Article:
Back in March 2021, Kuda raised $25M, all thanks to Valar Ventures. Back then, they had only 650K app users, but they doubled that number in August 2021, with registered users around 1.4 million.

This funding round is once again led by Valar Ventures. But Target Global and SBI have also played a role in helping the fintech startup raise $55 million. Target Global leader Ricardo Schäfer believes in the impact that Ogundeyi and Mustapha will have in Africa. But what excited him the most was the idea that 1 billion users would benefit from their app.

Faster Funding Rounds and Other Disruptors

It was surprising how quickly Kuda raised funding over the course of a few months, but it’s due to the current market conditions and the numbers presented to investors. A McKinsey report foresaw this growth, wherein digital financial services would become a major market. Plus, with inaccessibility, Kuda knew that they could change the way Africa could do digital banking.

Kuda isn’t the only fintech startup aiming to change the banking infrastructure in Africa. Other Fintechs changing the game are:

  • Airtel Africa
  • Chipper Cash
  • FairMoney

Meanwhile, here are the other fintech and banking companies also competing to stand out in the market:

  • Revolut and N26 (Europe)
  • WeBank (China)
  • Varo and Chime (U.S.)
  • Nubank (Brazil)

However, what makes Kuda stand out from the others is they have a banking license. With this in mind, they can develop services on their own. This will also help them create and develop other products and services and build credibility more than their competitors.

The Future of Kuda

Ogudenyi aims to launch their app to other African countries but won’t say where they’ll launch it. However, Kuda has an ongoing credit service (through an overdraft allowance) that proves the fintech startup is growing and moving forward.

He says that they do a pre-qualification screening for those who can receive credit. In the 2nd quarter of 2021, over 200,000 users were eligible. They gave over $200M in credit. And to ensure they remain with their purpose of creating their app, they do an allocation of overdraft proportion. It’s based on user activities, and they won’t overpay.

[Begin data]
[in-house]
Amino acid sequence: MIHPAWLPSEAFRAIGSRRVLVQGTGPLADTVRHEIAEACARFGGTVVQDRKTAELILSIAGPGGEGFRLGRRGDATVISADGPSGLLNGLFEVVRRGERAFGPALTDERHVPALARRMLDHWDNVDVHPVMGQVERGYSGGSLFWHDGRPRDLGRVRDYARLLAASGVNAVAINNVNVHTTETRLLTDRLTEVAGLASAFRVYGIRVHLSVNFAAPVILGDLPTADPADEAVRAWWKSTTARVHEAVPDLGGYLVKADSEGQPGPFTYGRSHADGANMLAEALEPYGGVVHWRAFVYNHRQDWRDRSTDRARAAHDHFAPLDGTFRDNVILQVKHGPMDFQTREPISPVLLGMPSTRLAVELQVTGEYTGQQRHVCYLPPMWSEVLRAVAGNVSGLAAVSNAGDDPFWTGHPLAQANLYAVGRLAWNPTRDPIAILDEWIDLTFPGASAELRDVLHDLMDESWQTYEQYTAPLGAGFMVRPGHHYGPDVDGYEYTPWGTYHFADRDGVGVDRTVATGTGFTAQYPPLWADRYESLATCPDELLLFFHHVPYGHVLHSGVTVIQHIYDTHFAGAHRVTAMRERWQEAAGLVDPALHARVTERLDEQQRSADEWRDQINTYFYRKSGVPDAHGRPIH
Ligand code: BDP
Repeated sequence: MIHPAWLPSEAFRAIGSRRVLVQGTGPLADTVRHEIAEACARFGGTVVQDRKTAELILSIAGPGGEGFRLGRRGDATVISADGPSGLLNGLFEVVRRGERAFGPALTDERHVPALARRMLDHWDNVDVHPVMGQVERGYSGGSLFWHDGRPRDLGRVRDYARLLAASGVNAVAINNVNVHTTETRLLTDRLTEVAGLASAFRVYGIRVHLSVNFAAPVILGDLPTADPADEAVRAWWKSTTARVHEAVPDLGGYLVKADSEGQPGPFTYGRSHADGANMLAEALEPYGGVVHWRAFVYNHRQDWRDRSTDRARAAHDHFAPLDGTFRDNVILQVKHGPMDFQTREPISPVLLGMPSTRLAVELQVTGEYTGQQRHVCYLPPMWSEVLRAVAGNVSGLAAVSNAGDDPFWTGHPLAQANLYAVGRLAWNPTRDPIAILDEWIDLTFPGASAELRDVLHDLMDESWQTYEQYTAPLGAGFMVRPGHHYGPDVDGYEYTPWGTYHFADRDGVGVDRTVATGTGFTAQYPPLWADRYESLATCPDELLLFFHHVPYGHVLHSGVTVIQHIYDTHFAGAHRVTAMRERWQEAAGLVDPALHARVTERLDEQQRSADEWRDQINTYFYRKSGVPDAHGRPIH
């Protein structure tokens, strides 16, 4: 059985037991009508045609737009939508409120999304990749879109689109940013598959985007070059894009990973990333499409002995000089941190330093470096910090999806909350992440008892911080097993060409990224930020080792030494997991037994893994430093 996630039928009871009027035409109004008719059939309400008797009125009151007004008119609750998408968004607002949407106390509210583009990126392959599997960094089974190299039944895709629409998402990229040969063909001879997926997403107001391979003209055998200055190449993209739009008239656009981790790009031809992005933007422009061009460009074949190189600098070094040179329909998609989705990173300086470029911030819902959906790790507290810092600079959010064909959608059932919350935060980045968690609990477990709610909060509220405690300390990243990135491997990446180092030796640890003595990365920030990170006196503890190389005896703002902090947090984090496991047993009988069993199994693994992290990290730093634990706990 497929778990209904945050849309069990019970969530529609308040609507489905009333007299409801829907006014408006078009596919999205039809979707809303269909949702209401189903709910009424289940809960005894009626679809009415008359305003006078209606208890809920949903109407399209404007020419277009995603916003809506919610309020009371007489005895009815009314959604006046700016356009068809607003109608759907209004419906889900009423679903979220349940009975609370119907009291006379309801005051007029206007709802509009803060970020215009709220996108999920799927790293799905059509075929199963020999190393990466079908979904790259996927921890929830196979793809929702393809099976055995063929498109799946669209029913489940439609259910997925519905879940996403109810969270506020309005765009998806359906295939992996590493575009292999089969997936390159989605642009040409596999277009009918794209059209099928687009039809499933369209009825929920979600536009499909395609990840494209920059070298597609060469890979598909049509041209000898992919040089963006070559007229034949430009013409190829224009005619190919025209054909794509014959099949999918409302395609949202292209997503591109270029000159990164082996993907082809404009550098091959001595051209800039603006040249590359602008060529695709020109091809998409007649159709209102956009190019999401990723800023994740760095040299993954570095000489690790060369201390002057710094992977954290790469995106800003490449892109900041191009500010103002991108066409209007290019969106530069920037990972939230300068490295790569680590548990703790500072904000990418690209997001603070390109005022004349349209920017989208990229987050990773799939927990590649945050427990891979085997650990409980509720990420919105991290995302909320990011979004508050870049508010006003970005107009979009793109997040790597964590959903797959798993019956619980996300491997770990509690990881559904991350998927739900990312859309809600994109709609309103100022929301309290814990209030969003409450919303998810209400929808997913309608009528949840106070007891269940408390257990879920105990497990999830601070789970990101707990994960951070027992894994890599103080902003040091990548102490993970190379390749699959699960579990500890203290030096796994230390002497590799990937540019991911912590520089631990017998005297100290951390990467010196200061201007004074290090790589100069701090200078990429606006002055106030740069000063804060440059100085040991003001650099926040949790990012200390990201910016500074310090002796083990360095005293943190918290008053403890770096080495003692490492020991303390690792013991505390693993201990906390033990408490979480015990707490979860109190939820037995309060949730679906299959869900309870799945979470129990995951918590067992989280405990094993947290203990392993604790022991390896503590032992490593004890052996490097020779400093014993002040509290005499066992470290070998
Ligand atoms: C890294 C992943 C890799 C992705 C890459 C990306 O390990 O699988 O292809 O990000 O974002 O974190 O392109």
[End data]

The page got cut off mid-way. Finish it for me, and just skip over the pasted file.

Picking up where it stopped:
Due to Kuda’s promising mission towards banking in Africa, Valar Ventures seems eager to fund the fintech startup once more in the future. Andrew McCormack, a general partner of the investment firm, says that growth and population acceptance towards digital banking are factors in continuing their support.

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Sam Adams Is Brewing Space Beer

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SpaceX’s Inspiration4 mission was a raving success with the safety of the amateur astronauts confirmed when they touched down this past weekend. The first all-civilian space flight was historic in and of itself, but they did more than just visit. The four civilians also performed scientific experiments, made art, and brought up to 66 pounds of hops. Sam Adams is going to brew that into our very first “space beer.” 

That’s right, space beer. While we’re probably a way off from a space brewery, we’re definitely heading there with hops having visited space. If you’re wondering what they did with the hops in space, you’re not alone.

Far as we can tell, these hops simply made a trip farther into the heavens than any other hops before them. One might imagine a brewer saying, “one small hop for man, one giant hop for mankind.” 

No? Too lame? Anyway…

Booze. In. Spaaace. 

Sam Adams has been in the news lately with their Utopias beer being so strong it’s illegal in 15 states. While we don’t know the strength of this future “space beer” just yet, one University of Colorado research project suggests that beer brewed in space is higher in alcohol than those brewed on Earth. 

This is not the first alcoholic experiment in the heavens. In 1994, Coors participated in a test fermentation in space. In 2006, Sapporo produced a $110 six-pack using barley seeds that made a trip to space. In 2019, Anheuser-Busch sent several barley samples to the International Space Station to determine the effects of microgravity on barley seeds. Also in 2019, 12 bottles of Bordeaux were sent into space, giving them a value of $1 million per bottle. 

Turns out, if we travel somewhere, we want to know if we can get drunk. Take a look at Everest. If we trek, we drink. 

It’s just human nature. 

Space Beer… For the Children

In order to secure the rights to these space hops, Sam Adams made a donation of $100,000 to St. Jude’s Children’s Research Hospital as part of the overall theme to Inspiration4’s mission. Isaacman, the mission leader of Inspiration4, is aiming to raise $200 million for St. Jude’s. Elon Musk has personally pledged $50 million to the hospital. 

By tossing some money to a good cause, Sam Adams is able to secure the rights to brew the first space beer from the world’s first all-civilian space flight. If the motivation to brew space beer is “for the children,” then we’re all about it.